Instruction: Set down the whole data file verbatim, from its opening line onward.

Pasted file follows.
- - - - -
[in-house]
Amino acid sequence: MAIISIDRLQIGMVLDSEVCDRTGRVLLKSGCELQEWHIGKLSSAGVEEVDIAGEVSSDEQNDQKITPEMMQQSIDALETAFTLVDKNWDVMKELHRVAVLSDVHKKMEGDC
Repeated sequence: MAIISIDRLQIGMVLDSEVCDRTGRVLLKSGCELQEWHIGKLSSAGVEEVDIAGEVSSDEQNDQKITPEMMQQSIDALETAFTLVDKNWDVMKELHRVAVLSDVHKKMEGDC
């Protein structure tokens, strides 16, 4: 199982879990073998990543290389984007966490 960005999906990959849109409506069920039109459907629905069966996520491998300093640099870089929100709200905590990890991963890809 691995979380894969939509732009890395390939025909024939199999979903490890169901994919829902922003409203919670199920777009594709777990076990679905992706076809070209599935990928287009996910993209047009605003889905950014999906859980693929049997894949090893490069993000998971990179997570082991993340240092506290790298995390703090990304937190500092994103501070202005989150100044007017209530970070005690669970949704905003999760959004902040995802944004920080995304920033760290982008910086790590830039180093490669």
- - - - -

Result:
[in-house]
Amino acid sequence: MAIISIDRLQIGMVLDSEVCDRTGRVLLKSGCELQEWHIGKLSSAGVEEVDIAGEVSSDEQNDQKITPEMMQQSIDALETAFTLVDKNWDVMKELHRVAVLSDVHKKMEGDC
Repeated sequence: MAIISIDRLQIGMVLDSEVCDRTGRVLLKSGCELQEWHIGKLSSAGVEEVDIAGEVSSDEQNDQKITPEMMQQSIDALETAFTLVDKNWDVMKELHRVAVLSDVHKKMEGDC
């Protein structure tokens, strides 16, 4: 199982879990073998990543290389984007966490 960005999906990959849109409506069920039109459907629905069966996520491998300093640099870089929100709200905590990890991963890809 691995979380894969939509732009890395390939025909024939199999979903490890169901994919829902922003409203919670199920777009594709777990076990679905992706076809070209599935990928287009996910993209047009605003889905950014999906859980693929049997894949090893490069993000998971990179997570082991993340240092506290790298995390703090990304937190500092994103501070202005989150100044007017209530970070005690669970949704905003999760959004902040995802944004920080995304920033760290982008910086790590830039180093490669």